Apples are one of the world’s favorite fruits. Because apple trees require a period of dormancy with cold temperatures, apples cannot be grown in tropical areas or areas that lack a winter chill period. Before modern biogenetics existed, orchardists were always on the lookout for new apple varieties grown from seeds. It took many years to recognize a new apple variety that was genetically true and pure.
In 1900, horticulturist Joe A. Burton introduced a new variety of Winesap apple. Burton worked at developing apples from seeds. Each group of test seedlings took seven years or more before it would even begin to bear fruit and results could be recorded. The Turley Winesap is the result of open-pollination. Joe Burton grew over 8,000 apple trees from seed before discovering the Turley.
Turley was the maiden name of Joe Burton’s wife. Their son was named Turley Burton, and the apple variety was named for him.
Turley apples are ready to harvest the first two weeks of October. Their skin is almost entirely red when ripe. It is a dull red, not waxy or shiny, and the skin is more crack-resistant than other Winesaps. Turleys are fairly round and large with creamy-green flesh that is firm and sweet. They fall on the subacid side of the acidity range. Turleys are juicy apples, and they are sometimes used in cider blends. The main use for Turleys is baking or cooking. Their sweetness makes them ideal dessert apples, and they are also used for applesauce and apple butter.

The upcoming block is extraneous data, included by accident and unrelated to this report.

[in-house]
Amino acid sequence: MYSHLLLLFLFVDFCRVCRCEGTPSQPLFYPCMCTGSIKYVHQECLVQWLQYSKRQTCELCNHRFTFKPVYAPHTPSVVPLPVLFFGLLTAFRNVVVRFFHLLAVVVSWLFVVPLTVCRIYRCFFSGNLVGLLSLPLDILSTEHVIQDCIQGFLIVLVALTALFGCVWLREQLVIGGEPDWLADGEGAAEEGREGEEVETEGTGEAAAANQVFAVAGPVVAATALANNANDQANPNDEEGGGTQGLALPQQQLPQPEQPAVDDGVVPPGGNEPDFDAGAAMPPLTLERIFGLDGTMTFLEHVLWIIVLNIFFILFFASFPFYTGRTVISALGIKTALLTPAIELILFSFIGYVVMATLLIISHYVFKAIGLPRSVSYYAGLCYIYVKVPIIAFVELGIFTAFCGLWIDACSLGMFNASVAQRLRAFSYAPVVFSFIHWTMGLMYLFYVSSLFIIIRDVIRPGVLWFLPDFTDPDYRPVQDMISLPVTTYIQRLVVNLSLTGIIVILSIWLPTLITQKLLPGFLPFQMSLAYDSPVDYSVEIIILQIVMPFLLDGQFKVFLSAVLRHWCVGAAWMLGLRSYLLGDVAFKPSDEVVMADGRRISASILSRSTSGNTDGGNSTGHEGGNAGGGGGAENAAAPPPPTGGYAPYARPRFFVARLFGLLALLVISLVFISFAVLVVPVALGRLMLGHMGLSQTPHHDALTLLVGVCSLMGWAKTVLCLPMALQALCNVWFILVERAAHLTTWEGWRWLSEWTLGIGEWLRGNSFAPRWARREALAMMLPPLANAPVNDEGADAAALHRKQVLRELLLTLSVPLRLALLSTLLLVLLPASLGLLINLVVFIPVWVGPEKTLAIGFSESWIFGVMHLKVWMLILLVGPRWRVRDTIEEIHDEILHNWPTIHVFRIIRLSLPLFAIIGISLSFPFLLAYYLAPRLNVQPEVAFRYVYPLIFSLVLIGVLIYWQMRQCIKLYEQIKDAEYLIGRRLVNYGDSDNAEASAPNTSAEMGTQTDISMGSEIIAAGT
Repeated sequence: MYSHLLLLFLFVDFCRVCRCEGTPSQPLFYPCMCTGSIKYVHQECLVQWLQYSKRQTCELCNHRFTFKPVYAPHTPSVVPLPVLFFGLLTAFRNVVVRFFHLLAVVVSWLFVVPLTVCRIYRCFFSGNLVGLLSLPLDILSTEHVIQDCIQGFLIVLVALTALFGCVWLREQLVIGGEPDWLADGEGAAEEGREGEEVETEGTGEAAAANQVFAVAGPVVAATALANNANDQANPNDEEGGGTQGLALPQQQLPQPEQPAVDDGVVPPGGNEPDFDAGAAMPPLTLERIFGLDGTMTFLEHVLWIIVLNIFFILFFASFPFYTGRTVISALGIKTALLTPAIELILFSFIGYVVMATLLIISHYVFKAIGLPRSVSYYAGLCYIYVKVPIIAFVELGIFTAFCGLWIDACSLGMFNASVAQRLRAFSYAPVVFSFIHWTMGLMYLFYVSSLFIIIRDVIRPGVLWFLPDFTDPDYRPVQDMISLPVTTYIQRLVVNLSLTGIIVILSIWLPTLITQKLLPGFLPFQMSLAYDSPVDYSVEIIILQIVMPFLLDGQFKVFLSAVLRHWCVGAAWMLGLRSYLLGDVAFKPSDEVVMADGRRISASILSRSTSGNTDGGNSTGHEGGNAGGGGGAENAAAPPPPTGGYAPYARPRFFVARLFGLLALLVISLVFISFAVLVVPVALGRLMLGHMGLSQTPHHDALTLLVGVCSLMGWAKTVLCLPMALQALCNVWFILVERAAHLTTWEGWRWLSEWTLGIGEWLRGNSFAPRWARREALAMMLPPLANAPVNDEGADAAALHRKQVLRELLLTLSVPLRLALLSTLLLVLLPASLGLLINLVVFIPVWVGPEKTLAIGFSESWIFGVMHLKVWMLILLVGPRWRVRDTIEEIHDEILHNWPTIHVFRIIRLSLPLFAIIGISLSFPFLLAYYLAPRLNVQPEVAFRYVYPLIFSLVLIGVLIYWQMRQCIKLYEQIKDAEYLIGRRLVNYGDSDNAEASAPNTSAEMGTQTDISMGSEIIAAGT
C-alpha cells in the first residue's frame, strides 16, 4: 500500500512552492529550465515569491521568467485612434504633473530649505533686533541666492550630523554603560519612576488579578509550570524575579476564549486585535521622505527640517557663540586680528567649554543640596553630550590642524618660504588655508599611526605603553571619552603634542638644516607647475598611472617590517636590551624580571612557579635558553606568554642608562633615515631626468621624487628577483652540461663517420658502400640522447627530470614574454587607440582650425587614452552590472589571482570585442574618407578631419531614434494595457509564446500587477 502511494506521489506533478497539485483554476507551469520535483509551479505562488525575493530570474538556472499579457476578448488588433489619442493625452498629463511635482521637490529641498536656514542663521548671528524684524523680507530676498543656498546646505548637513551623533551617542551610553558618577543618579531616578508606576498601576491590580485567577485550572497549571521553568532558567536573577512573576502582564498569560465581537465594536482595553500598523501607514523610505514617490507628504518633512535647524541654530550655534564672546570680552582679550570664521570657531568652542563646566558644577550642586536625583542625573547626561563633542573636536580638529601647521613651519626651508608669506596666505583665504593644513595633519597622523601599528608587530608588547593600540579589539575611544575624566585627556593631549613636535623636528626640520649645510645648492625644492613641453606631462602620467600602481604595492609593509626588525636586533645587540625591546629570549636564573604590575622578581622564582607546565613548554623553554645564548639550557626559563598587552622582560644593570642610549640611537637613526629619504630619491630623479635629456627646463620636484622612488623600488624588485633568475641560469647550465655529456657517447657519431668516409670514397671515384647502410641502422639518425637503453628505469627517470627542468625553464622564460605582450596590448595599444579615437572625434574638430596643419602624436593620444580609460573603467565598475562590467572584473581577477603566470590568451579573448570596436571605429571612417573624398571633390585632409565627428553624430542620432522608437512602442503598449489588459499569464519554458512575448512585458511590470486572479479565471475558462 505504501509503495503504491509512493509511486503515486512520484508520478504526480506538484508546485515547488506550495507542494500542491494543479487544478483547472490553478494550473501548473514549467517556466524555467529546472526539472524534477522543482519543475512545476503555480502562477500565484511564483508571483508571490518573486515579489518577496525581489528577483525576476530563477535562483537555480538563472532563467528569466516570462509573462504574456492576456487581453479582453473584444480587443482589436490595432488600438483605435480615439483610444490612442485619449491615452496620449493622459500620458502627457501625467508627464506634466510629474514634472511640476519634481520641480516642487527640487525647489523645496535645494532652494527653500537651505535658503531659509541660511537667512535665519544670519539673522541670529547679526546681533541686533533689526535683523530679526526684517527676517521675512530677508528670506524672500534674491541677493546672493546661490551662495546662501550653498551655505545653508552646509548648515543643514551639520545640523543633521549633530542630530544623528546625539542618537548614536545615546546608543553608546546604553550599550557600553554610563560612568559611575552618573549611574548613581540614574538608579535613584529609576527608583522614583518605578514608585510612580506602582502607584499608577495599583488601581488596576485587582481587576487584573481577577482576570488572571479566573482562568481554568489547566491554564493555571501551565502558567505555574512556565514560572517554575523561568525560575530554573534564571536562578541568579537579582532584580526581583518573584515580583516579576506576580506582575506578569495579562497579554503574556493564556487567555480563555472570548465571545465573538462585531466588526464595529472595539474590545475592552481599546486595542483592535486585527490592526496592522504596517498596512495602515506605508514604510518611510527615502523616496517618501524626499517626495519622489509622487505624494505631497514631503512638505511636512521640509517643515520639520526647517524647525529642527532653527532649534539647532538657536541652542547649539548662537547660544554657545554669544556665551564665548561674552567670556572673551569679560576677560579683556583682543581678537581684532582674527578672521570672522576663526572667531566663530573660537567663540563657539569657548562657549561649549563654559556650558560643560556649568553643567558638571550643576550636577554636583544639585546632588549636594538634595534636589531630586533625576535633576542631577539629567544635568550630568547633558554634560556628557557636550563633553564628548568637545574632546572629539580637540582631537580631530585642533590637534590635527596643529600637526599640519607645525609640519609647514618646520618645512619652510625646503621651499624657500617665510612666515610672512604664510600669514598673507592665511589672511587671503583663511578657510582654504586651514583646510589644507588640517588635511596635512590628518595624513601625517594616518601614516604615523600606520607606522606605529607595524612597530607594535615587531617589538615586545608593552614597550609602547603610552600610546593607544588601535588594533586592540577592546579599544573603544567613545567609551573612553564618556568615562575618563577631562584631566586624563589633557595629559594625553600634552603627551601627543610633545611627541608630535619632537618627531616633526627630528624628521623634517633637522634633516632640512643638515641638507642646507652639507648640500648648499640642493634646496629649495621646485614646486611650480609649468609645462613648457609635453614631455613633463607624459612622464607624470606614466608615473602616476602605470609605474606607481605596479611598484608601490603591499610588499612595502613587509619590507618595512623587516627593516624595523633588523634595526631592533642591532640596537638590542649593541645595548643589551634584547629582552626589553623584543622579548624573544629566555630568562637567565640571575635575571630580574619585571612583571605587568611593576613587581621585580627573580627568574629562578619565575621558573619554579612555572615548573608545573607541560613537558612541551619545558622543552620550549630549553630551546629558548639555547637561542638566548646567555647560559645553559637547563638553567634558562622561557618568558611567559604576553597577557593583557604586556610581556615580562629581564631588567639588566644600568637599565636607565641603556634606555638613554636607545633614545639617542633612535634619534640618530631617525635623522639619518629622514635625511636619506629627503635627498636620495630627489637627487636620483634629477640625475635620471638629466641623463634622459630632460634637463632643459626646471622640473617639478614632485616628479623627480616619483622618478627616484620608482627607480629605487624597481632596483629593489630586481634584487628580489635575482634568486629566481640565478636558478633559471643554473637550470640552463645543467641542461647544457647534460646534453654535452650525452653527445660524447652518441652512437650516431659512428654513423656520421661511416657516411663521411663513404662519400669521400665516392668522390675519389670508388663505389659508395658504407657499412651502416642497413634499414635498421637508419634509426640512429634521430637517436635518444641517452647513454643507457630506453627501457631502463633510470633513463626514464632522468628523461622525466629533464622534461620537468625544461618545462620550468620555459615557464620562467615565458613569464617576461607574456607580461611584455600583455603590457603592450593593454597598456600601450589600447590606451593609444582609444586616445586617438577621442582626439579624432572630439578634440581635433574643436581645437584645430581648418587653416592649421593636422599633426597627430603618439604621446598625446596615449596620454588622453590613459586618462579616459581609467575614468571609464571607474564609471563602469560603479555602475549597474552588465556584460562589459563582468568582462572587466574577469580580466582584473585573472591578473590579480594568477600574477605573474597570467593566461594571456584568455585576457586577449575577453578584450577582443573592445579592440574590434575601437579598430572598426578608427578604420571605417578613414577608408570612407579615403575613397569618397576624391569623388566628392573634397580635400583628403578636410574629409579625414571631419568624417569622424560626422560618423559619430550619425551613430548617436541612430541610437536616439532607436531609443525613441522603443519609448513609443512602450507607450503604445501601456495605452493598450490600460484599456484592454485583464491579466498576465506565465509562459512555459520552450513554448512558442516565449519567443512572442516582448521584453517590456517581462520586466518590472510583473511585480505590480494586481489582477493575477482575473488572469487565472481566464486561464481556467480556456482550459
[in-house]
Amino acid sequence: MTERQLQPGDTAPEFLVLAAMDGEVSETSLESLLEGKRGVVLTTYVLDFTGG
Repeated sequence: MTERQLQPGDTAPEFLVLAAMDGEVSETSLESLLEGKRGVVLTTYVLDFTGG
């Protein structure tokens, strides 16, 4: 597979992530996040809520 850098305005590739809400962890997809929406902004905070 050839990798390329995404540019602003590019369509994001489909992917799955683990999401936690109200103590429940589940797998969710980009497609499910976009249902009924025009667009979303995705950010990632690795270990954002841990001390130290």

Joe Burton’s orchard was located in Lawrence County, Indiana near the town of Bedford. The Lawrence County area has been a research area for Purdue University orchard projects for many years. After their introduction, Turleys were commonly grown in the US in the Northeast and upper Midwest.
Turley Winesap apple trees are known for their strong scaffolding branches. Scaffolding branches make up the framework of the tree, and the fruit-bearing limbs grow from them. Sturdy trees make harvesting easier, and they suffer less damage from wind and weather.
Turley apples were an important economic variety in the first part of the 20th century. They held for long periods in cold storage. Due to their firmness, Turleys could be transported long distances by railcar with little shipping damage. Their color and size made them popular in markets, and their flavor made them a favorite apple variety.